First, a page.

Tuesday, May 01, 2012

Winslow Wheeler: The Jet that Ate the Pentagon

http://www.foreignpolicy.com/articles/2012/04/26/the_jet_that_ate_the_pentagon
http://www.foreignpolicy.com/articles/2012/04/26/the_jet_that_ate_the_pentagon?page=0,1

For those who might be attentive to defense contracts the STOVL fighter that began to be proposed in the later Reagan/Bush years is finally getting to the ... well ... it's still not quite fully acquired I guess.
It's almost axiomatic that whatever is cutting edge currently deployed military gear is actually going to be the apotheosis of whatever was cutting edge twenty years ago.


In discussing the F-35 with aviation and acquisition experts -- some responsiblefor highly successful aircraft such as the F-16 and the A-10, and others with decades of experienceinside the Pentagon and years of direct observation of the F-35's early history -- I learned that the F-35's problems are built into its very DNA.

The design was born in the late 1980s in the Defense Advanced Research Projects Agency (DARPA), the Pentagon agency that has earned an undeserved reputation for astute innovation. It emerged as a proposal for a very short takeoff and vertical-landing aircraft (known as "STOVL") that would also be supersonic. This required an airframe design that -- simultaneously -- wanted to be short, even stumpy, and single-engine (STOVL), and also sleek, long, and with lots of excess power, usually with twin engines.

That wouldn't have been the first time mutually contradictory goals were shoehorned into the requirements of a single defense department proposal, just go dig up everything you can on the F-111.  In my Cold War naive teenage self I thought any jet fighter was a cool idea.  Twenty years later and with a tiny bit more military history and military procurement history under my belt and I have different thoughts.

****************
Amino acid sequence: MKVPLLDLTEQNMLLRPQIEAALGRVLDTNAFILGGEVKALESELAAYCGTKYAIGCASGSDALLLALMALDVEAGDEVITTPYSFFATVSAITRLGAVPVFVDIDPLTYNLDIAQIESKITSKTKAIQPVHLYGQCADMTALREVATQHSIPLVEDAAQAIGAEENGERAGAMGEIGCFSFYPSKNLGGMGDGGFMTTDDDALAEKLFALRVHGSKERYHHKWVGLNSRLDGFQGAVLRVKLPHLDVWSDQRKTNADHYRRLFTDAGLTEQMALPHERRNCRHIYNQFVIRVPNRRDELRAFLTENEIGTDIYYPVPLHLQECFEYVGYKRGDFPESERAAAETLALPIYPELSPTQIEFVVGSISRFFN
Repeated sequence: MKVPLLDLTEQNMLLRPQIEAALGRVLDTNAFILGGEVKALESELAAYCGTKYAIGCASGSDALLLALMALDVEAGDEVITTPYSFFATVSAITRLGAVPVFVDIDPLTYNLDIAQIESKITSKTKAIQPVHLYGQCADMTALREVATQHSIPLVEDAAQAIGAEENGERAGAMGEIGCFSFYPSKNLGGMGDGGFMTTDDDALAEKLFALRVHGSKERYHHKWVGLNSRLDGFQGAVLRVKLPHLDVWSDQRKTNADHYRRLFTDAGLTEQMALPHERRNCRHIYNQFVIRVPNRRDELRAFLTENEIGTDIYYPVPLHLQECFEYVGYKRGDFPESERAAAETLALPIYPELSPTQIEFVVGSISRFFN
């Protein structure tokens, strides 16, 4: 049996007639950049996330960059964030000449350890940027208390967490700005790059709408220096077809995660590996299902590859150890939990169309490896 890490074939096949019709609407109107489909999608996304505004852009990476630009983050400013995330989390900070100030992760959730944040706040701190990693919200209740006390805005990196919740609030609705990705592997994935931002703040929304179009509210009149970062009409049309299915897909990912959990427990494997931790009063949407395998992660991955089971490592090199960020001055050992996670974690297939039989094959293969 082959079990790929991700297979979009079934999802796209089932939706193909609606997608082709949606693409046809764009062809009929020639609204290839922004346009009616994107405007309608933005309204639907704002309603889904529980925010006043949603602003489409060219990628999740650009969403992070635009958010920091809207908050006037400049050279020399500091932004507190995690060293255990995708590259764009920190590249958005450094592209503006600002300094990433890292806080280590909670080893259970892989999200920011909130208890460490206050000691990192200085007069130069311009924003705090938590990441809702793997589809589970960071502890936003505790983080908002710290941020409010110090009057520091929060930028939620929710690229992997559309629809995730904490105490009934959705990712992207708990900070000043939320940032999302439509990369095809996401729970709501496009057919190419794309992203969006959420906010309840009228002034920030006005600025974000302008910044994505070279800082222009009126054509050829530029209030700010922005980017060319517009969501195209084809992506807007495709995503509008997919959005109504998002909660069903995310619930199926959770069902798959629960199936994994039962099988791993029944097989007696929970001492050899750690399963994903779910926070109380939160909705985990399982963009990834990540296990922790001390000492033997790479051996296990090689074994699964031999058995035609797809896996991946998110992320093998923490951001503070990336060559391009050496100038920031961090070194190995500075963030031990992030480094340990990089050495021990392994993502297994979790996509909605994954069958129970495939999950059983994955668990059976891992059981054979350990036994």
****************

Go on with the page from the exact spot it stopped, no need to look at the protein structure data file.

Wheeler does not mention something that is spelled out succinctly in Bill Gunston's old book on the history of the A-10, which is to say that the A-10 is arguably one of those cases where pork barrel politics was exactly what was needed to get the right plane built at the right time for the right tactical and strategic situations.  If you have ever wondered why pork barrel politics gets ripped apart by pundit after pundit and politician after politician yet so little seems to be done you may want to do yourself the favor of looking into the A-10 to understand that the reason pork barrel sticks around is because, like it or not, it has been shown to be good for some things.  It's bad when a senator can impose massive purchases of aircraft carriers the Navy doesn't even really want, to be sure, but let's bear in mind that pork barrel can use some nuance.

President Bill Clinton's Pentagon bogged down the already compromised design concept further by adding the requirement that it should be a multirole aircraft -- both an air-to-air fighter and a bomber. This required more difficult tradeoffs between agility and low weight, and the characteristics of an airframe optimized to carry heavy loads. Clinton-era officials also layered on "stealth," imposing additional aerodynamic shape requirements and maintenance-intensive skin coatings to reduce radar reflections. They also added two separate weapons bays, which increase permanent weight and drag, to hide onboard missiles and bombs from radars. On top of all that, they made it multiservice, requiring still more tradeoffs to accommodate more differing, but exacting, needs of the Air Force, Marine Corps, and Navy.